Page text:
52.8 MB (2.9 MB compressed)
4800 x 3845 pixels
40.6 x 32.5 cm ⏐ 16.0 x 12.8 in (300dpi)
LOC / SCIENCE SOURCE / SCIENCE PHOTO LIBRARY LOC / SCIENCE SOURCE / SCIENCE PHOTO LIBRARY
Editorial use only.
Chemist G. F. Beyer of the Internal Revenue Bureau testing bootleg whiskey. Prohibition in the United States was a nationwide Constitutional ban on the sale, production, importation, and transportation of alcoholic beverages that remained in place from 1920 to 1933. It was promoted by dry crusaders movement, led by rural Protestants and social Progressives in the Democratic and Republican parties, and was coordinated by the Anti-Saloon League. Prohibition was mandated under the Eighteenth Amendment to the U.S. Constitution. Enabling legislation, known as the Volstead Act, set down the rules for enforcing the ban and defined the types of alcoholic beverages that were prohibited. Private ownership and consumption of alcohol was not made illegal under federal law; however, in many areas local laws were more strict, with some states banning possession outright. Nationwide Prohibition ended with the ratification of the Twenty-first Amendment, which.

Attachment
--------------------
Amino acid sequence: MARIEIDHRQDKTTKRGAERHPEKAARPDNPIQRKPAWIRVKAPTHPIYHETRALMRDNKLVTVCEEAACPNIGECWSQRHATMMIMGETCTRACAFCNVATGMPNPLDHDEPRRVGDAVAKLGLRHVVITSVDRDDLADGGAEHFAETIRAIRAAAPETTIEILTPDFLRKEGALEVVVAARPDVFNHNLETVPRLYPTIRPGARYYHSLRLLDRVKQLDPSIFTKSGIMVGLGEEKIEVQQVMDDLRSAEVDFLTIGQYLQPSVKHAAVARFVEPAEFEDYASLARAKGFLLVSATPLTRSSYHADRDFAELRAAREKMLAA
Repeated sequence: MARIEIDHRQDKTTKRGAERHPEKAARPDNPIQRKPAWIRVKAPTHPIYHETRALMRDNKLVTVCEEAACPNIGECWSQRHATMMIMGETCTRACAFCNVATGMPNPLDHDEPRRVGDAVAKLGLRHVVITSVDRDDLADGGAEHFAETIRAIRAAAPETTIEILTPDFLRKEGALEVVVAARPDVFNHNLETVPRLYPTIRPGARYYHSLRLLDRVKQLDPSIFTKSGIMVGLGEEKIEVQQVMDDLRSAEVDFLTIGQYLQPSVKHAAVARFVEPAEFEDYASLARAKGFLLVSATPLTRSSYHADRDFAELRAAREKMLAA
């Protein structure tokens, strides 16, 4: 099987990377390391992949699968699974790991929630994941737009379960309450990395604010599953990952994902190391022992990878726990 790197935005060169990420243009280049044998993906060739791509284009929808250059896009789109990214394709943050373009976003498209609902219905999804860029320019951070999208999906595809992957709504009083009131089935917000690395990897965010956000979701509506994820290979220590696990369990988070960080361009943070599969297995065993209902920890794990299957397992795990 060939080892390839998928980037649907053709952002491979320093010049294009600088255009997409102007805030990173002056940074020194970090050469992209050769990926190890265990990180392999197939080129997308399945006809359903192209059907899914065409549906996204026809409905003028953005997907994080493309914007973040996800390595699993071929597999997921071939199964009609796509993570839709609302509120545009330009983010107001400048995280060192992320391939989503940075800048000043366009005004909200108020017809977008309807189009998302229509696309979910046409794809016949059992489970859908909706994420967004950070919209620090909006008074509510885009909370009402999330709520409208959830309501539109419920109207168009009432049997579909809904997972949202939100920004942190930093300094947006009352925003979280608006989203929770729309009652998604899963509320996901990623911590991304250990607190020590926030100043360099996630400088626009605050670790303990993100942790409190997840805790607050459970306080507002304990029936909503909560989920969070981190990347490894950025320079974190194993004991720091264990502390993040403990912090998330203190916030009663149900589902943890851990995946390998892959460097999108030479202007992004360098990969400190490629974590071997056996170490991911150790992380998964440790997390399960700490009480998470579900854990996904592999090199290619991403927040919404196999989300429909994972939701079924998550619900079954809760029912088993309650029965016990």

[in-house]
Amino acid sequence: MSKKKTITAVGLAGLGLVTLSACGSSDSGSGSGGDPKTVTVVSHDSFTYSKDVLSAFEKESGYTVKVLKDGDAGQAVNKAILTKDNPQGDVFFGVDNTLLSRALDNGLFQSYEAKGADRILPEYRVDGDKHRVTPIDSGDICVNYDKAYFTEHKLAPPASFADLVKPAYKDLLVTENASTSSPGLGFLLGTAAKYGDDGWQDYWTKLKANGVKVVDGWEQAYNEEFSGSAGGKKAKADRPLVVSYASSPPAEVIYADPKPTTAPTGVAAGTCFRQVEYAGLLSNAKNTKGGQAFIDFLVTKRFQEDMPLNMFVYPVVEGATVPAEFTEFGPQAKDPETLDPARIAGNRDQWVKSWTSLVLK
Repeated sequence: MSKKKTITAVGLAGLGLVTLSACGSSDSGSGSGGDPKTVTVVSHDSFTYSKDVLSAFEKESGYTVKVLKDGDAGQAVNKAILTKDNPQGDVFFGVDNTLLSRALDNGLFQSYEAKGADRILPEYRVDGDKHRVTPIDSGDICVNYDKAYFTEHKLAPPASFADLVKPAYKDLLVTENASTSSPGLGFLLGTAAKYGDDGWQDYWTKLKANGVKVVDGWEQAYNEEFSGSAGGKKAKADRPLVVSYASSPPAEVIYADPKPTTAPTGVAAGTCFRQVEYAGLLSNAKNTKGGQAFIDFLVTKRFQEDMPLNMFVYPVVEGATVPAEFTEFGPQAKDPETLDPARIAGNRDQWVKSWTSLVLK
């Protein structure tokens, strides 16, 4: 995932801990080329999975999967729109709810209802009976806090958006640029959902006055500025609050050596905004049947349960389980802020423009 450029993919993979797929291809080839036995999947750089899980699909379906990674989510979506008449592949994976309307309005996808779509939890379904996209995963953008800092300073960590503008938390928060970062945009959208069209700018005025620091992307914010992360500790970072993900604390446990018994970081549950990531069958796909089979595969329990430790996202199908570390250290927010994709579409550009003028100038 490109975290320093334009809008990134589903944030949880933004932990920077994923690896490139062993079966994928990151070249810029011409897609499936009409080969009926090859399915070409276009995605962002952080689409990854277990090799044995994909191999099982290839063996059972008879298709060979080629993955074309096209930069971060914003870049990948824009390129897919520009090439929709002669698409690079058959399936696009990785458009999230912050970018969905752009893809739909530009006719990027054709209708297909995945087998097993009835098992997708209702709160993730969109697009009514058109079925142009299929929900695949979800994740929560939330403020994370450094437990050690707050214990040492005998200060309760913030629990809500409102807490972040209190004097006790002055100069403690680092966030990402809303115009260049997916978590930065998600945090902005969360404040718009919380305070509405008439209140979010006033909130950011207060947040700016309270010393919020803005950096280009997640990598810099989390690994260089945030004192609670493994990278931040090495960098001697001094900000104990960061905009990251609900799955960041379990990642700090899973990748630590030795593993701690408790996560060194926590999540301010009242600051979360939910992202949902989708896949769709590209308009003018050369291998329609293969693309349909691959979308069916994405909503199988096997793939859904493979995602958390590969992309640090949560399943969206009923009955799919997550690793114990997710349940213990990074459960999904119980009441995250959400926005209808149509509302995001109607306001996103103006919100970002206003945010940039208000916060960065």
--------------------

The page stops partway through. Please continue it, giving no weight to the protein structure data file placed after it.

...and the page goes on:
Model release not available. Property release not required.